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Editorial

Say it like it is

/ 12:17 AM February 27, 2016
Protesters flash thumbs-down signs as they shout slogans during a rally near the Chinese Consulate in the financial district of Makati city, Philippines, to denounce the alleged deployment of surface-to-air-missiles by China on the disputed islands off South China Sea, Friday, Feb. 19, 2016. The protesters are calling on China to halt its island-building on some of the disputed islands and its alleged increasing militarization. (AP Photo/Bullit Marquez)

Protesters flash thumbs-down signs as they shout slogans during a rally near the Chinese Consulate in the financial district of Makati city, Philippines, to denounce the alleged deployment of surface-to-air-missiles by China on the disputed islands off South China Sea, Friday, Feb. 19, 2016. The protesters are calling on China to halt its island-building on some of the disputed islands and its alleged increasing militarization. (AP Photo/Bullit Marquez)

Days after news came out that China has deployed not only fighter jets but also antiaircraft missiles and radar to the disputed Woody Island in the South China Sea, and even after the United States has also publicly expressed alarm at China’s increasing militarization, which is “changing the operational landscape” of the area, according to Adm. Harry Harris Jr., head of the US Navy’s Pacific Command, none of the five candidates seeking the presidency of the Philippines has presented a definitive policy statement on the issue.

For Davao Mayor Rodrigo Duterte and Liberal Party standard-bearer Mar Roxas, the days before and after the ominous new indications of China’s military buildup very near Philippine shores were spent as usual on their tiresome shtick of taunting each other in front of the cameras, egged on by their supporters—Roxas twitting Duterte about Davao’s supposed drug-free reputation by saying that even he knew where to buy the contraband in the city, and the mayor firing back by calling Roxas a “failed politician.” The back-and-forth made for another round of clickbaits on social media, but in the end revealed nothing more than just how shallow, if scorched-earth, the campaign strategies of both camps are.

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Can there be any doubt by now about China’s intentions on the entire South China Sea? The emerging superpower has employed a combination of muscle, intimidation, obfuscation and plain lies to control an area claimed by other countries, the Philippines included, in the idea that its practical occupation of disputed isles and reefs would eventually amount to their de facto ownership, in violation of accepted international law.

Woody Island, for example, is claimed by Taiwan and Vietnam; when reports emerged of China’s deployment of fighter jets there, China dismissed the furor as merely “the hyping by certain western media.” Now it has changed its tune, with its foreign ministry spokesperson Wu Qian quoted as saying that “China’s construction of military facilities on the islands and reefs of the South China Sea is really needed,” and that all such military facilities are “legal and appropriate.” The premise, of course, remains the same: that China has indisputable sovereignty over as much as 85.7 percent of the vital waterway according to its so-called “nine-dash line,” and therefore is free to do with it as it wishes. That unilateral claim is its nonnegotiable starting point for any discussion—and the battering ram by which it has continued to dash any attempt at a dialogue or mediation between coequal nations, such as the Philippines’ move to bring the issue to a formal hearing by a United Nations arbitral tribunal.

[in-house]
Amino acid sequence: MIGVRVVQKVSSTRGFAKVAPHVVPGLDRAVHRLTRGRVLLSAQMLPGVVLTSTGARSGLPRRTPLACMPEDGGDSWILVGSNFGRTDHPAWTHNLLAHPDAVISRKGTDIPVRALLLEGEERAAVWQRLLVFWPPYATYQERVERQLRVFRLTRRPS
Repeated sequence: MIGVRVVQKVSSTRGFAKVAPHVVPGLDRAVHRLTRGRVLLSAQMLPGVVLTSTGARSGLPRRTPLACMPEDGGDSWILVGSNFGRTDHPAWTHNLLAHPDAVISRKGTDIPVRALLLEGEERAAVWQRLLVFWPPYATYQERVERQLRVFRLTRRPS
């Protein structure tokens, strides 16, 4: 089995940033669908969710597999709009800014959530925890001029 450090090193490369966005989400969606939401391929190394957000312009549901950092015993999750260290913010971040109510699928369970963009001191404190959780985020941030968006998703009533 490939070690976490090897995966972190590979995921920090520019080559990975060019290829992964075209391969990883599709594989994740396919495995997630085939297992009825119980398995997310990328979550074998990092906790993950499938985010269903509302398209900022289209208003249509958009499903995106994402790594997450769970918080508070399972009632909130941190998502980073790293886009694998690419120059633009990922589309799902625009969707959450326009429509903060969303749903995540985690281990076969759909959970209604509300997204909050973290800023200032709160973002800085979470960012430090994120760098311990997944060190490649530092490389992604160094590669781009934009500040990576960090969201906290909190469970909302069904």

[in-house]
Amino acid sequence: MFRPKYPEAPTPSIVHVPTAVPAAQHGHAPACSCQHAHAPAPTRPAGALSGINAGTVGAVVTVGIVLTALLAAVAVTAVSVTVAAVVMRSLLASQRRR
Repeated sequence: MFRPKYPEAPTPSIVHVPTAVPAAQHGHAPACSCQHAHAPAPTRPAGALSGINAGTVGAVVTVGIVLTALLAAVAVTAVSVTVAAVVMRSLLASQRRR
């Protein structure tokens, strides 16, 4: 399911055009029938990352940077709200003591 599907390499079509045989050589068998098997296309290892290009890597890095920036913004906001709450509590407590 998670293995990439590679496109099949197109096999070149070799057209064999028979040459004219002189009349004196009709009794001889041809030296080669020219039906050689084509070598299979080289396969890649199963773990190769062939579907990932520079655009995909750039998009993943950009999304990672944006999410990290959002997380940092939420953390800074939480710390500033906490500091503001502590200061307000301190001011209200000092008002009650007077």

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China’s arbitrary and increasingly aggressive moves so close to Philippine borders, and over islands and waters to which the Philippines has had far older claims, represent “the gravest external threat since World War II,” warned Supreme Court Associate Justice Antonio Carpio in a recent forum. Hence, he is challenging the five presidential candidates to openly state their position on the China problem, to tell the electorate whether they would continue with the UN arbitration that’s currently awaiting resolution, or enter into negotiations with China if they are elected president.

Of the aspirants, Vice President Jejomar Binay is on record as advocating a “joint venture” arrangement; as he put it, “China has money, we need capital.” Duterte takes a similar tack, saying he will talk to China and “assert our rights”—but will also be open to joint exploration. Sen. Grace Poe has backed the Philippine case at the UN tribunal, while saying she will “pursue” other possible avenues for bilateral relations. Roxas’ clearest statement on the matter is this declaration: “Ang para sa Pilipinas ay dapat manatili sa kamay ng Pilipino. Dedepensahan natin ang atin (What is for the Philippines should remain in our hands; we will defend what is ours).”

That’s it so far—generic statements devoid of specifics that the electorate can hold to scrutiny. Carpio warns that more serious, substantial strategy is required of anyone wishing to be the next president, “because the condition of China for joint development is [that] we concede sovereignty to them and they will give us 50 percent of resources within our economic zone.” Other claimant countries have not acceded to this high-handed condition. What do the five presidentiables say?

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TAGS: China, Elections 2016, South China Sea, territorial dispute, West Philippine Sea
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